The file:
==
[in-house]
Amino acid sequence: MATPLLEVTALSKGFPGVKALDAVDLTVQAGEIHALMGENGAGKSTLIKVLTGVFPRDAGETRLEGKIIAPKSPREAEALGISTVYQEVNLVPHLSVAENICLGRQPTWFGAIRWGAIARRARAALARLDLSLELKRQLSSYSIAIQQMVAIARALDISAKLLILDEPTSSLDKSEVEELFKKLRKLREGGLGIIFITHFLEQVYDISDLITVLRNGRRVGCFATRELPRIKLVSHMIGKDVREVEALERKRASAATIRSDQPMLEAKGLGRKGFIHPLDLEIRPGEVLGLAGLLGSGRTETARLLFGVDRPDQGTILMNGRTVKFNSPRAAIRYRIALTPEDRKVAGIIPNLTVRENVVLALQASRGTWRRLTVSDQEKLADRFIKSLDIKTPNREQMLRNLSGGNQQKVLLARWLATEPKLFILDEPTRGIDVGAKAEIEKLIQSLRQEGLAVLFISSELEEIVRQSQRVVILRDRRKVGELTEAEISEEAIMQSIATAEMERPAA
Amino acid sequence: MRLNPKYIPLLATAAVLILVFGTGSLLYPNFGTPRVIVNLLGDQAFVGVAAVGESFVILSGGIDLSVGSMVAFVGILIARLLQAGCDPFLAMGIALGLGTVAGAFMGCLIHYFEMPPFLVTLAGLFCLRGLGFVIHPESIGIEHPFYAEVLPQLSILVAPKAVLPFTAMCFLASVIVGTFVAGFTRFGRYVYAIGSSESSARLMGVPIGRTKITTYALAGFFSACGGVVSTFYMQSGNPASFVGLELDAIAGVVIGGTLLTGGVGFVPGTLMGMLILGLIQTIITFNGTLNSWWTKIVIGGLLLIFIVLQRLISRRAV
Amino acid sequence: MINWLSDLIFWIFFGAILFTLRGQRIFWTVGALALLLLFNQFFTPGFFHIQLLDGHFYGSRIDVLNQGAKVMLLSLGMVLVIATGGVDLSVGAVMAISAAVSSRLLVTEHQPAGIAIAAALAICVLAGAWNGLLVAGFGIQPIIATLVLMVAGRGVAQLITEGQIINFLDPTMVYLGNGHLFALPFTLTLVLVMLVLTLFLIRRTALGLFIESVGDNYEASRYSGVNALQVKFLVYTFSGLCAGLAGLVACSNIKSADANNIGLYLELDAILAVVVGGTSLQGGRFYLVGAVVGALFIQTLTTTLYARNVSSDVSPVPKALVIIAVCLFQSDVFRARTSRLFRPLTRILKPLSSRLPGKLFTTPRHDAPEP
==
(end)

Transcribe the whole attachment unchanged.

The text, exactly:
[in-house]
Amino acid sequence: MATPLLEVTALSKGFPGVKALDAVDLTVQAGEIHALMGENGAGKSTLIKVLTGVFPRDAGETRLEGKIIAPKSPREAEALGISTVYQEVNLVPHLSVAENICLGRQPTWFGAIRWGAIARRARAALARLDLSLELKRQLSSYSIAIQQMVAIARALDISAKLLILDEPTSSLDKSEVEELFKKLRKLREGGLGIIFITHFLEQVYDISDLITVLRNGRRVGCFATRELPRIKLVSHMIGKDVREVEALERKRASAATIRSDQPMLEAKGLGRKGFIHPLDLEIRPGEVLGLAGLLGSGRTETARLLFGVDRPDQGTILMNGRTVKFNSPRAAIRYRIALTPEDRKVAGIIPNLTVRENVVLALQASRGTWRRLTVSDQEKLADRFIKSLDIKTPNREQMLRNLSGGNQQKVLLARWLATEPKLFILDEPTRGIDVGAKAEIEKLIQSLRQEGLAVLFISSELEEIVRQSQRVVILRDRRKVGELTEAEISEEAIMQSIATAEMERPAA
Amino acid sequence: MRLNPKYIPLLATAAVLILVFGTGSLLYPNFGTPRVIVNLLGDQAFVGVAAVGESFVILSGGIDLSVGSMVAFVGILIARLLQAGCDPFLAMGIALGLGTVAGAFMGCLIHYFEMPPFLVTLAGLFCLRGLGFVIHPESIGIEHPFYAEVLPQLSILVAPKAVLPFTAMCFLASVIVGTFVAGFTRFGRYVYAIGSSESSARLMGVPIGRTKITTYALAGFFSACGGVVSTFYMQSGNPASFVGLELDAIAGVVIGGTLLTGGVGFVPGTLMGMLILGLIQTIITFNGTLNSWWTKIVIGGLLLIFIVLQRLISRRAV
Amino acid sequence: MINWLSDLIFWIFFGAILFTLRGQRIFWTVGALALLLLFNQFFTPGFFHIQLLDGHFYGSRIDVLNQGAKVMLLSLGMVLVIATGGVDLSVGAVMAISAAVSSRLLVTEHQPAGIAIAAALAICVLAGAWNGLLVAGFGIQPIIATLVLMVAGRGVAQLITEGQIINFLDPTMVYLGNGHLFALPFTLTLVLVMLVLTLFLIRRTALGLFIESVGDNYEASRYSGVNALQVKFLVYTFSGLCAGLAGLVACSNIKSADANNIGLYLELDAILAVVVGGTSLQGGRFYLVGAVVGALFIQTLTTTLYARNVSSDVSPVPKALVIIAVCLFQSDVFRARTSRLFRPLTRILKPLSSRLPGKLFTTPRHDAPEP